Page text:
On the 6th of August 1964, the crew of WP217 of 232 OCU felt what appeared to be a large impact when flying a training mission. With multiple warnings indicated, the crew elected to try and land their stricken aircraft. Incredibly, with the starboard wing's rear spar seriously fractured (so much so that the wing was noticeably sagging), a successful landing was made. The RAF and Vickers had already begun inspecting Valiant spars before this incident, after Vickers had found fractures in Viscount spars (made from the same alloy). After the WP217 incident an emergency spar inspection programme was put into place and the enormity of the problem was soon apparent - the majority of Valiants had significant stress fractures. Low level operations ceased immediately and other operations were seriously restricted while the cost of repairing or replacing the fatigued spars was looked into. With two other V-Force bomber types performing well, the cost of refurbishing the Valiant fleet was simply too high, and the Valiant force was grounded completely in early December. The entire fleet was retired in short order, with the OCU being first to disband and the last Valiant squadron, 49 Squadron, being disbanded in January 1965.
The RAF was suddenly without its tanker force and Victors were hurriedly pressed into service in this role to replace the lost Valiants. Of the Valiants, most were scrapped at their bases very quickly after the disbanding of their operating squadrons. Others became fire training airframes, being burnt quickly, or 'damage to aircraft' targets. Several remained in flying condition, being on loan to what was now the British Aircraft Corporation (incorporating Vickers) for various flight test purposes. A single example was earmarked for preservation, and was appropriately enough XD818 - the Valiant that dropped the UK's first hydrogen bomb. Once BAC had finished with their four Valiants, they were stored for a while and then finally scrapped, though not before one of them, XD816, had taken part in the flypast on the 29th of April 1968 to mark the disbandment of RAF Bomber Command (which was now becoming Strike Command). The final remaining Valiant, XD818, stood guard at RAF Marham for many years before being moved to the RAF Museum at Hendon. More recently it has been moved once again, to its permanent home in the National Cold War Exhibition at the RAF Museum at Cosford.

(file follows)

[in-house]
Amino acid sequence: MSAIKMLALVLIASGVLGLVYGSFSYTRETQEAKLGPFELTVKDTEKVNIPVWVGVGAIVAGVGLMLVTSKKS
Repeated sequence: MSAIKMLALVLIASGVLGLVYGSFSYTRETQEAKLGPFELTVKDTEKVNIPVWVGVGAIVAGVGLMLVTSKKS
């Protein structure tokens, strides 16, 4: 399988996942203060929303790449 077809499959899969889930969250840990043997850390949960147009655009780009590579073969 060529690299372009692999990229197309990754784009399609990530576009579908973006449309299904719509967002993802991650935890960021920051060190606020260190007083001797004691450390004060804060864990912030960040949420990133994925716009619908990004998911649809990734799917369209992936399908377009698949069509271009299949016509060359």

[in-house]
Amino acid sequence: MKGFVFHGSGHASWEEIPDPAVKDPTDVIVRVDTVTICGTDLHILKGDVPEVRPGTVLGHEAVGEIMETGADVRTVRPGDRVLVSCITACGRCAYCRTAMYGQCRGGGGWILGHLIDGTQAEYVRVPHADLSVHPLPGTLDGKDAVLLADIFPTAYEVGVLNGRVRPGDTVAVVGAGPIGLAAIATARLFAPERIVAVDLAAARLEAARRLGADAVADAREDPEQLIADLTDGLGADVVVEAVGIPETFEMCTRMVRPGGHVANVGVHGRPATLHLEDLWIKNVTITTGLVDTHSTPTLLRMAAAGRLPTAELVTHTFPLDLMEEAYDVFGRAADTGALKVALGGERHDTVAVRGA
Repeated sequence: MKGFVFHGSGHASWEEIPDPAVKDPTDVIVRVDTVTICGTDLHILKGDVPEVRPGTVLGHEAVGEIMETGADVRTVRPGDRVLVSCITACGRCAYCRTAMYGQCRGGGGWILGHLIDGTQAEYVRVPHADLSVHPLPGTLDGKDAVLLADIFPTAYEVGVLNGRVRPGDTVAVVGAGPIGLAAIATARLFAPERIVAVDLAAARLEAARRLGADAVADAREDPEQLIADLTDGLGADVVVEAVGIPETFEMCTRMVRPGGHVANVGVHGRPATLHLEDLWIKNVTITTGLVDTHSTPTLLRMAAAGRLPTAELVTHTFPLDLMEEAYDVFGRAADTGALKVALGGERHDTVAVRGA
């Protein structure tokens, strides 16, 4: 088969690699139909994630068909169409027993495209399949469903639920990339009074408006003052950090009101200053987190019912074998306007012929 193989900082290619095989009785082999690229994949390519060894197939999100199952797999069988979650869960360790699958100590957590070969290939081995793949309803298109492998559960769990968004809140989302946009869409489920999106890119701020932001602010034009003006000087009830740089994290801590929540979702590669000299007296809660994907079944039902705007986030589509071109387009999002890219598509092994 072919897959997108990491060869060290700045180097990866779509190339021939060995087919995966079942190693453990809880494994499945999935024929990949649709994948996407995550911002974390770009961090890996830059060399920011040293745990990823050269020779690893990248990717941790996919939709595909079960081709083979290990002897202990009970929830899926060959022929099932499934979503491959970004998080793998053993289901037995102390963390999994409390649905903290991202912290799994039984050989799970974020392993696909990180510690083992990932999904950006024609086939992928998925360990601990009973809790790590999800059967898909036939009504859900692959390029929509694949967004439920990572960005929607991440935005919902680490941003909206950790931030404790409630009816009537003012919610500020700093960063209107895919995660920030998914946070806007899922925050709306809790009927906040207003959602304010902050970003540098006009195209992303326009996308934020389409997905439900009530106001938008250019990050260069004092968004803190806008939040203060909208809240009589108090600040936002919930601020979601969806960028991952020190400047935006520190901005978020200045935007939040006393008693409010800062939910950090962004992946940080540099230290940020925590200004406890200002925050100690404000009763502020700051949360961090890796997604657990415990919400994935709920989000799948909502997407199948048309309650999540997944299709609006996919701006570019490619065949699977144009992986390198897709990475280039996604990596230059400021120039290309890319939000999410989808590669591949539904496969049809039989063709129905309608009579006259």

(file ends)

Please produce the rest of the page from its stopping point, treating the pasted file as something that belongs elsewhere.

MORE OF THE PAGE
|First flight||18th May 1951||21st Dec 1953||8th Oct 1954||30th Jan 1956||8th May 1956||4th Sep 1953|
|Crew||Five - pilot, copilot, tactical navigator, radar operator and air electronics officer.|
|Armament||None||One Blue Danube nuclear bomb, or two Red Beard tactical nuclear bombs, or up to four US Mk.28 or Mk.43 tactical nuclear bombs, or twenty-one 1,000lb bombs; PR versions carried cameras and K versions could carry flight-refuelling hose/reel pack in bomb bay||None; would have been 6,000 lb of target markers|
|Powerplant||4 6,500 lb RR RA3 Avon turbojets, later 7,500 lb RA7s then 9,500 lb RA14s||4 9,000 lb RR RA14 Avon or 4 10,500 lb RR RA28 Avon 204/205s||4 9,000 lb RR Avon RA14 (intended to have 4 RR RB80 - Conways)|
|Max. speed||?||Mach 0.82; 414 mph at sea level, 567 mph at 30,000 ft||552 mph at sea level|
|Service ceiling||?||54,000 ft (16,460 m)||?|
|Range||?||3,450 miles (5,550 km) or 4,500 miles with underwing tanks|
|Empty weight||?||75,881 lb||?|
|Max. take off weight||?||175,000 lb||?|
|Wing span||114 ft 4 in (34.85 m)||?|
|Wing area||2,362 sq ft (219.43 sq m)||?|
|Length||108 ft 3 in (32.99 m)||112 ft 9 in|
|Height||32 ft 2 in (9.80 m)||?|
|Production (total 107)||2 (1 type 600, 1 type 667)||35||11||14||44||1|